[Python-3000] [Python-Dev] No beta2 tonight
josiah.carlson at gmail.com
Fri Jul 18 19:45:06 CEST 2008
On Fri, Jul 18, 2008 at 8:11 AM, Guido van Rossum <guido at python.org> wrote:
> On Fri, Jul 18, 2008 at 7:57 AM, Josiah Carlson
> <josiah.carlson at gmail.com> wrote:
>> Invariably, when someone goes and removes a module, someone else is
>> going to complain, "but I used feature X, not having feature X will
>> break my code." We, as maintainers can then say, "if you cared,
>> maintain it." But I'm not sure that is the greatest thing to tell
>> people. I suspect that we may have to include some sort of
>> "work-alike" for 2.7 and if not 3.0, 3.1 . If I were to vote for a
>> work-alike, it would be based on sqlite. For one of the most common
>> use-cases (bsddb.btree), simple sqlite code can be written to do the
>> right thing. Recno is a little more tricky, but can also be done.
>> The bsddb hash may not be possible, because sqlite doesn't support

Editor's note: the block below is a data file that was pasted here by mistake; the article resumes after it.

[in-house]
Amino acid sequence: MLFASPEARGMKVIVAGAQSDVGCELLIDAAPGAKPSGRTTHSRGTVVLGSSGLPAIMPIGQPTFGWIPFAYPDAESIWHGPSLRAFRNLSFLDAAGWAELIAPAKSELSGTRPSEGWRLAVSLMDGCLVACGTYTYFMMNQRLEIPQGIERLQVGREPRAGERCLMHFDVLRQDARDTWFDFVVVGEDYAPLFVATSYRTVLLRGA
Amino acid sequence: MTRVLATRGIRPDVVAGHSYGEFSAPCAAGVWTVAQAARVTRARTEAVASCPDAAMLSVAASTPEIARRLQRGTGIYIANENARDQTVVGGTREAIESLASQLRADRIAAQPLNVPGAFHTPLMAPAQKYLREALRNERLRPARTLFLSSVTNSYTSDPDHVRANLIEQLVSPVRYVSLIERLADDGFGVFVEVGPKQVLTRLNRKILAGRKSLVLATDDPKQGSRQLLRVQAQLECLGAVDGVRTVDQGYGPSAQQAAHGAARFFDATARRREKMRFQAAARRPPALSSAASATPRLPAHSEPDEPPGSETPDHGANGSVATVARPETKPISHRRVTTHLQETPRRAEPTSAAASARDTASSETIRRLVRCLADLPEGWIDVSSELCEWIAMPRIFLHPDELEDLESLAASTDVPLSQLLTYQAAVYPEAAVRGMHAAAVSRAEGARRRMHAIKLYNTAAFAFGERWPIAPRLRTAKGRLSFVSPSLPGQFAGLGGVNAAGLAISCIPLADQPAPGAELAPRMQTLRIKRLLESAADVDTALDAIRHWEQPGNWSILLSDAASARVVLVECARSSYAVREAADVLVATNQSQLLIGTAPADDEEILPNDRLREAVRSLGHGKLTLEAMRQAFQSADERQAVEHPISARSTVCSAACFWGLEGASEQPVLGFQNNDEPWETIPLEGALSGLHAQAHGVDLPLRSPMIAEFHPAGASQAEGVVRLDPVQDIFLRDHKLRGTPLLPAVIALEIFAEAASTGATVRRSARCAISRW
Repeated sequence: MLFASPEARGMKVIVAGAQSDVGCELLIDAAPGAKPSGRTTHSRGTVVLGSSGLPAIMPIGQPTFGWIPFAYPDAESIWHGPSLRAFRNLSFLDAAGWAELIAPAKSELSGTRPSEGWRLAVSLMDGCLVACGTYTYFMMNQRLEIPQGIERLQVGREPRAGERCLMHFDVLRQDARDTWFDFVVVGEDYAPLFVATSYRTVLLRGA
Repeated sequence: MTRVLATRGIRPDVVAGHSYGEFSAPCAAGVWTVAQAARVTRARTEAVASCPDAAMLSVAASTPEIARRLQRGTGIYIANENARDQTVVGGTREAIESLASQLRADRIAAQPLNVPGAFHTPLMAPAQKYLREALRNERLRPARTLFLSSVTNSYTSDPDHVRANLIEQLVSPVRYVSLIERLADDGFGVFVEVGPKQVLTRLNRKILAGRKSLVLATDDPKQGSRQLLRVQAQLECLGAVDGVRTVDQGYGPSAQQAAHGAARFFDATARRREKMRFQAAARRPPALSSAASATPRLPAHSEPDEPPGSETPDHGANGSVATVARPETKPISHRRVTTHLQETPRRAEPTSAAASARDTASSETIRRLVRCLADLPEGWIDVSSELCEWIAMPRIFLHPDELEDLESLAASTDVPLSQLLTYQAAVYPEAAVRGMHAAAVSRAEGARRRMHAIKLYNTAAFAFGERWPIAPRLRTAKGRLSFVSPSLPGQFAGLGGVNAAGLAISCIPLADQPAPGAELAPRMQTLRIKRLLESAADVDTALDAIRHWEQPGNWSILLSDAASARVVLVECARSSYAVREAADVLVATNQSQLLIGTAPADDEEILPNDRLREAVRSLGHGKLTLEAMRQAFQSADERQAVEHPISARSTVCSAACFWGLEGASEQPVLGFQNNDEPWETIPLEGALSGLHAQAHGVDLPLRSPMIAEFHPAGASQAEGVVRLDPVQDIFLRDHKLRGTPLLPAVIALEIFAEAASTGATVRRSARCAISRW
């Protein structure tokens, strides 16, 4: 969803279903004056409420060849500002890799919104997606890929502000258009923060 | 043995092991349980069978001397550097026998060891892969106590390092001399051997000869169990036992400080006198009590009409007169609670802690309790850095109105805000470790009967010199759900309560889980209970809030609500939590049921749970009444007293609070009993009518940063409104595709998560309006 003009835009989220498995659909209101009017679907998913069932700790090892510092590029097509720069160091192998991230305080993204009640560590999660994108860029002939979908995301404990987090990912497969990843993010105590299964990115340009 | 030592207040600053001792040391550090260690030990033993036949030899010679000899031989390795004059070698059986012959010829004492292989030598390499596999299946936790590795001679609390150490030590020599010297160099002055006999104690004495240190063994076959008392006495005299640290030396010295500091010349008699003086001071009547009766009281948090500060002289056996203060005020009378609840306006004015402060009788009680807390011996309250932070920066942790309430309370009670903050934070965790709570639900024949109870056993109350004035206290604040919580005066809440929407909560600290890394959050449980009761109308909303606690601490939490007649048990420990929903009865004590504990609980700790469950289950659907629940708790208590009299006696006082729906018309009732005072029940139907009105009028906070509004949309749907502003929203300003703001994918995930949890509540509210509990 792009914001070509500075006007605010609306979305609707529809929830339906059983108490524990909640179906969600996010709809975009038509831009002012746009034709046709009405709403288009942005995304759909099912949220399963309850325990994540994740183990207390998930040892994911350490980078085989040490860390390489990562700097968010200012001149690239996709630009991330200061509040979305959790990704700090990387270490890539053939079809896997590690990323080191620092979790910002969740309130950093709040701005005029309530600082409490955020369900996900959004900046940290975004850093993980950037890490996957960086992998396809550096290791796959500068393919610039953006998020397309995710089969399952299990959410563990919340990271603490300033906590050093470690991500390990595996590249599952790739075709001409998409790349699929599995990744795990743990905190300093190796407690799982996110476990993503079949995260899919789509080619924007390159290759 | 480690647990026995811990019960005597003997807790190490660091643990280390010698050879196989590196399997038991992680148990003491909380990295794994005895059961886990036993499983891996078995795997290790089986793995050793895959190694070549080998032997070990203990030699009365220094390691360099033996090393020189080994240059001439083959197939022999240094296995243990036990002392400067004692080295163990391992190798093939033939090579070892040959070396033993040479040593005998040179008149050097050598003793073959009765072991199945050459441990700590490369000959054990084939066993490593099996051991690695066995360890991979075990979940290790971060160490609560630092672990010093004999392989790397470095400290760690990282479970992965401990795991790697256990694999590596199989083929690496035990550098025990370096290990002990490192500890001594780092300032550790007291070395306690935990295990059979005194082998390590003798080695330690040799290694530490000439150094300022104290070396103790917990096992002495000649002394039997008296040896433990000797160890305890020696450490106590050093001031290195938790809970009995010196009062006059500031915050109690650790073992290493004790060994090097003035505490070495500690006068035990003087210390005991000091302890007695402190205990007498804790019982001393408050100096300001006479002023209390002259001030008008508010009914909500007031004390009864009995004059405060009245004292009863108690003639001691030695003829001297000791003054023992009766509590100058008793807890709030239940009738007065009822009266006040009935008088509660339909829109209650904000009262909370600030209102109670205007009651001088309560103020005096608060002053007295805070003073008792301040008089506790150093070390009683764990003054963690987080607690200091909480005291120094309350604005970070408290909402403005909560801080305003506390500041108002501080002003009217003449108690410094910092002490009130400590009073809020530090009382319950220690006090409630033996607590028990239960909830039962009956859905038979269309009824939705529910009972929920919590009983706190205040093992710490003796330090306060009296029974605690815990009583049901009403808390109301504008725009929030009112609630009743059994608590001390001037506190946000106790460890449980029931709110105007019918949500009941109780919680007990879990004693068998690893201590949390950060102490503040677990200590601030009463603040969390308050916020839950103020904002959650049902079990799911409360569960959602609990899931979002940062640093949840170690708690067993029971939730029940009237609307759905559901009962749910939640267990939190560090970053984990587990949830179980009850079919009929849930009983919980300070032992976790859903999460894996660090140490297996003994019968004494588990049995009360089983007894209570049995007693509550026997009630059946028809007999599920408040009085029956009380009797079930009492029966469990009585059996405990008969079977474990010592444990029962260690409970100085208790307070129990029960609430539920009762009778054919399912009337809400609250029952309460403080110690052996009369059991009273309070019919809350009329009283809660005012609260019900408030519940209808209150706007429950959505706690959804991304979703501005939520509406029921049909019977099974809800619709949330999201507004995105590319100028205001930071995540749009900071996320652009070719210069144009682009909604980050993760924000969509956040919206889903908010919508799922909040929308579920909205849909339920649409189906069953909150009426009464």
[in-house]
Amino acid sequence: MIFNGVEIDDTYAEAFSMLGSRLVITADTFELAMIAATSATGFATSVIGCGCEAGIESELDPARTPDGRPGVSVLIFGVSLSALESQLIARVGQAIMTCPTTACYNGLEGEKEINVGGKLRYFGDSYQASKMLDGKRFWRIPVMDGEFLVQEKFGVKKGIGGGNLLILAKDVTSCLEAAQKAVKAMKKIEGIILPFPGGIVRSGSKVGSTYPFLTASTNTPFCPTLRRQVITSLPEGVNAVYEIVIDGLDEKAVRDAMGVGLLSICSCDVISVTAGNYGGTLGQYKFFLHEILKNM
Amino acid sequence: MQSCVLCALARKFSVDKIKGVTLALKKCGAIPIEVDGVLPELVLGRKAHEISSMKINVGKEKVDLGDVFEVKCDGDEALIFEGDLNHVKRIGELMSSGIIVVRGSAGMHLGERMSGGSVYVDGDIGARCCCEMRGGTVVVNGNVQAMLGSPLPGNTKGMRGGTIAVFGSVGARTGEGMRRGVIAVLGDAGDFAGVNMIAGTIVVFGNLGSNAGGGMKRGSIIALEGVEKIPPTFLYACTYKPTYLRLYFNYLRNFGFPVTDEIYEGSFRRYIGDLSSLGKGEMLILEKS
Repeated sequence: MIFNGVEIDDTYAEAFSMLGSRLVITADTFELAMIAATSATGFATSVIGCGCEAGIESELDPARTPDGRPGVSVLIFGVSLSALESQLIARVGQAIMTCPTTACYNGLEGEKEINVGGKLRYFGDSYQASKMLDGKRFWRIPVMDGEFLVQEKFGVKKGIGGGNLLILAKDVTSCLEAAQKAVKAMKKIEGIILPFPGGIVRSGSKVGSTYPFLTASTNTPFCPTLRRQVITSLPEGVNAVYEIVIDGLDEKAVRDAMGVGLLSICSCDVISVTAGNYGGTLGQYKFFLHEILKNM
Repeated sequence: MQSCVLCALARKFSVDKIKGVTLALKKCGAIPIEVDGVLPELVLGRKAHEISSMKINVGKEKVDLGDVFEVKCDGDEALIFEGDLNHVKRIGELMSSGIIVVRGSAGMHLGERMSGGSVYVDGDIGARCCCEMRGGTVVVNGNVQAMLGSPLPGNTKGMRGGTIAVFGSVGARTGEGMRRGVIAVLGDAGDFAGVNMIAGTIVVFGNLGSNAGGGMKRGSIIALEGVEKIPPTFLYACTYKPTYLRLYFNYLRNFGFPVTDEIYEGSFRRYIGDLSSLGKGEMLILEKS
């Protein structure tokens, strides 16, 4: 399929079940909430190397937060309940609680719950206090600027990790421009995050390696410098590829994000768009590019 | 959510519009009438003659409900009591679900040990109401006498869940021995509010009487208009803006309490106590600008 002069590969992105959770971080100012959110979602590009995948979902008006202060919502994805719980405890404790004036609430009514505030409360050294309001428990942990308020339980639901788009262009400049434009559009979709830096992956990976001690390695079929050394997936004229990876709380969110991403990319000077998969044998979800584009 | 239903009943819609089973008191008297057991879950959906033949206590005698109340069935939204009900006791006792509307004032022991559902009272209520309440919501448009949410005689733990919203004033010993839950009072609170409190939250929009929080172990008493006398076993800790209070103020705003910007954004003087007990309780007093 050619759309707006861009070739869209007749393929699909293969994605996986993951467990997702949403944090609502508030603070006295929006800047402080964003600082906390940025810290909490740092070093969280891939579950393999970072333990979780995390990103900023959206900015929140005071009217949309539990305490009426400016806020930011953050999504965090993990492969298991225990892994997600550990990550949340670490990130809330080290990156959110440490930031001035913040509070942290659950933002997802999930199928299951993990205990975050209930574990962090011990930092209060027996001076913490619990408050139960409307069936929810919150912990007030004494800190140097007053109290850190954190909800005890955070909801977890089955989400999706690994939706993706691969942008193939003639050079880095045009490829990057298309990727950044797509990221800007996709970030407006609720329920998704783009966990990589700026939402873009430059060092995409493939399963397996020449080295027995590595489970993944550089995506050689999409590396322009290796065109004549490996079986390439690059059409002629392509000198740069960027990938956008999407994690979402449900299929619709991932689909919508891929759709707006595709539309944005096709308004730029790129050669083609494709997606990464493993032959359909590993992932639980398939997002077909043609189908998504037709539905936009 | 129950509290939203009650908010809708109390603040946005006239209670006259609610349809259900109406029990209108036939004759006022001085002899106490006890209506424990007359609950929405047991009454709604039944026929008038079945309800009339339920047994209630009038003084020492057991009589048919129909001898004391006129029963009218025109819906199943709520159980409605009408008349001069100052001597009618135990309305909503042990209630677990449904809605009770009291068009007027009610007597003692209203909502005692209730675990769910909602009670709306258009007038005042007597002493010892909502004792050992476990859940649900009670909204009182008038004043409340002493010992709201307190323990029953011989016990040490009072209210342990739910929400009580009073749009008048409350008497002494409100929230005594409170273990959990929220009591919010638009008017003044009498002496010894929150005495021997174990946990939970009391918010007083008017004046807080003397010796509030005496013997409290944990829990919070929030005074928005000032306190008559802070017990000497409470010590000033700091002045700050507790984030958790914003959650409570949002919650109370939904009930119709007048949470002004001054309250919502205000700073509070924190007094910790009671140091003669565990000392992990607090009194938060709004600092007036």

>> hashed indices :/.
> In my mind, BSDDB is pretty much the most heavy-weight extension we're
> maintaining. I think it's an illusion that a sqlite-based look-alike
> is going to fool anyone. The correct solution is to take support for
> bsddb to a separate project where those who care about it can maintain
> it together. That also makes it a lot easier to track the versions of
> Berkeley DB as they come out.
> Of course, you're free to try writing the work-alike you're proposing. :-)
It's entirely possible that I know very little about what was being
made available via the bsddb module, but to match the API of what is
included in the documentation (plus the dictionary interface that it
supports) shouldn't be terribly difficult.
Now, if there were *other* things that were undocumented, well,
there's not much I can do about those. ;)
More information about the Python-3000